The leap from writing about showbiz for a UK national newspaper to creating one of 2017’s most chilling protagonists is a big one, but family illness forced award-winning journalist Fiona Cummins to take a fresh look at life. “We owe it to ourselves to do the things that make us happy,” she says, and the result was Rattle, a debut novel that has won praise from all quarters including here on Crime Fiction Lover. Fans will be delighted to know that a follow-up is due in February 2018, and that Fiona is already working on her third novel. She took time out to chat about life, writing, inspiration and how Faber Academy helped launch her career as a crime novelist.
You’re a former national newspaper showbiz reporter, what led you on the road to writing crime fiction?
The desire to kill any of my rivals who scooped me on a story…
Joking apart, it was after a year of terrible family illness. I had wanted to write a novel for a long time, but working for a national tabloid is incredibly full-on and there was nothing left in the tank. When my brother’s lovely wife and my young son became very poorly within weeks of each other, it was a wake-up call, a reminder that the world owes us nothing, that time can and does run out, and we owe it to ourselves to do the things that make us happy.
Tell us about your road to becoming a debut author.
I heard about the Faber Academy during an interview with SJ Watson on Radio Two, and applied. At the end of the six-month course, I read an extract of Rattle to an invited audience of agents and editors. Seven agents asked to read the full MS and I eventually signed with the brilliant Sophie Lambert of C+W Agency. We worked on the novel for a few months, but when it went on submission just before Frankfurt Book Fair it was turned down. I was devastated. Fortunately, some of the publishers saw something they liked, and I was invited to revise and resubmit.
Six months later, it went on submission again. This time it was a very different story. There were auctions both here and across Europe. To date, it has sold in 10 territories, including the US, and has been optioned for a six-part TV series, written by Hollywood screenwriter Stephen Susco, who made The Grudge.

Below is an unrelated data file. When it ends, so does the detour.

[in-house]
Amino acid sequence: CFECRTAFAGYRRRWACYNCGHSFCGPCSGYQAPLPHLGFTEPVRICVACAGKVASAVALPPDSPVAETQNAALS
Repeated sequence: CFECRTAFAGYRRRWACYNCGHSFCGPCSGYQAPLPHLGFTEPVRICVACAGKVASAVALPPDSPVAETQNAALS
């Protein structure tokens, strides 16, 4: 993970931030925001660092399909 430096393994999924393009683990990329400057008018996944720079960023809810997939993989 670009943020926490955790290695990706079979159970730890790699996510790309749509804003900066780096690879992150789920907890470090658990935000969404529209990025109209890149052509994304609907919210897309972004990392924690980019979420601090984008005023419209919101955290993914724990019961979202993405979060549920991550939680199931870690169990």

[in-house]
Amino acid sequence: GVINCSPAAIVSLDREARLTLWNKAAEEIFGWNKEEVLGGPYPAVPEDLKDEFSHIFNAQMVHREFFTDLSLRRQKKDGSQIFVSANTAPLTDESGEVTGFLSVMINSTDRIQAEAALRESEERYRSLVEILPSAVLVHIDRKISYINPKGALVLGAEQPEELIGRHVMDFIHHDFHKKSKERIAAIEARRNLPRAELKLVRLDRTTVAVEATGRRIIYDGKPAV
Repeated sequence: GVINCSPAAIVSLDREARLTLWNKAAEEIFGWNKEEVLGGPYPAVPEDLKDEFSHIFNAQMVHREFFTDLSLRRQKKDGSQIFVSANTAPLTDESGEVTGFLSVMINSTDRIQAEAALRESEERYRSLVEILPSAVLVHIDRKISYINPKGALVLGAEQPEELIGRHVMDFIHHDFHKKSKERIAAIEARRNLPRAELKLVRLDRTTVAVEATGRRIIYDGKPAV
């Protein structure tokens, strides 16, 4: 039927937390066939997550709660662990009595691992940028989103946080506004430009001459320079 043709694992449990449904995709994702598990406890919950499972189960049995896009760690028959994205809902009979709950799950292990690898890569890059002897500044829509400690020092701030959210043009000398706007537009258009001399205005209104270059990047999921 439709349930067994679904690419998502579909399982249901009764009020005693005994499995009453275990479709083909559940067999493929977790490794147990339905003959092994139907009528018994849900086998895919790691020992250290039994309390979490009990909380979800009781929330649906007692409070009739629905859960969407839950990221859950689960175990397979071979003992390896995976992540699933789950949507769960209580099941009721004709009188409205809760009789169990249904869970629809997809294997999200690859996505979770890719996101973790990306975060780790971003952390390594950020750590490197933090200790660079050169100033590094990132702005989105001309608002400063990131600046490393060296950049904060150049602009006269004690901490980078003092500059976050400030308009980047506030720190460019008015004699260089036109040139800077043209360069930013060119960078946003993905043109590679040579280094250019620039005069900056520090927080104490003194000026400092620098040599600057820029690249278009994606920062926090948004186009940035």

What is Rattle about?
It’s about a sinister collector who covets human specimens for his family’s museum of medical oddities. He becomes obsessed with a six-year-old boy suffering from the bone disorder Stone Man Syndrome, triggering a deadly cat-and-mouse game between a serial killer, the boy’s deadbeat father and a troubled detective investigating a spate of abductions. It’s a story about light and shadow, redemption and revenge, and of not giving up hope when all hope is lost.
The book has a very unusual protagonist, what inspired you to create The Bone Collector?
The Bone Collector goes by many names. He watches from the shadows and holds down a job. He’s a childhood bogeyman and a loving husband. He is a serial killer dressed in a pinstripe suit and shiny black shoes. It is only with the benefit of hindsight that I realised he was inspired by my experience of having a stalker when I was 15. This terrifying, anonymous figure would bombard our home phone with dozens of calls a night and make all sorts of threats. When he was arrested, it emerged he was a merchant banker – hence the suit and shoes – who was married and worked in London.
I also wanted to make sure I didn’t create a killer who was a two-dimensional caricature. Some critics have compared him to Hannibal Lecter, which is an incredible honour.
Have you been surprised at how the book was received?
I had no expectations. I was thrilled to get an agent and a publishing deal. Everything else has been a wonderful bonus.
What advice would you give to aspiring authors?
You cannot please everybody all of the time. Write what you want to read. And don’t give up. If you don’t back yourself no-one else will.
As a graduate of Faber’s Writing a Novel course, how do you think that helped you as a writer?
The course director Richard Skinner gave us a piece of advice at the beginning: finish what you start. It sounds simple enough but this was a revelation to me. I had assumed there was little point in continuing if the first chapter was rubbish. Of course, I now realise that the end informs the beginning. Redrafting is when the work starts.
Are you a crime fiction reader? Who are your favourite authors?
Yes! I adore crime fiction. There is so much talent out there. Perennial favourites include Agatha Christie and Ruth Rendell. I love established authors including Val McDermid, Stephen King, Mark Billingham, Lee Child, Tammy Cohen and New Zealand-based Paul Cleave, who is criminally underrated here. But I read a lot of debuts too. Emma Flint, Ali Land, Holly Cave, Alice Feeney and Steph Broadribb are all authors I’ll be reading again.
Your second book, The Collector, is out in the new year – did you find it difficult to write after the success of Rattle?
My literary agency gave me some superb advice when I first signed my publishing contract, which was to finish the second book before the first comes out. I was so relieved that I managed to do this as it took the pressure off. The release of a new book is always so nerve-wracking, but The Collector has been getting some great early reviews, which I’m so happy about.
Have you plans for a third novel and can you give us any hints about it?
I’ve signed another two-book deal with Macmillan, so there will be more books from me. This is especially good news because I love wearing pyjamas all day and eating biscuits for lunch.
I’m very superstitious when it comes to talking about my novels before I’ve finished them, but it’s a standalone story featuring a suburban street which hides some very dark and creepy secrets.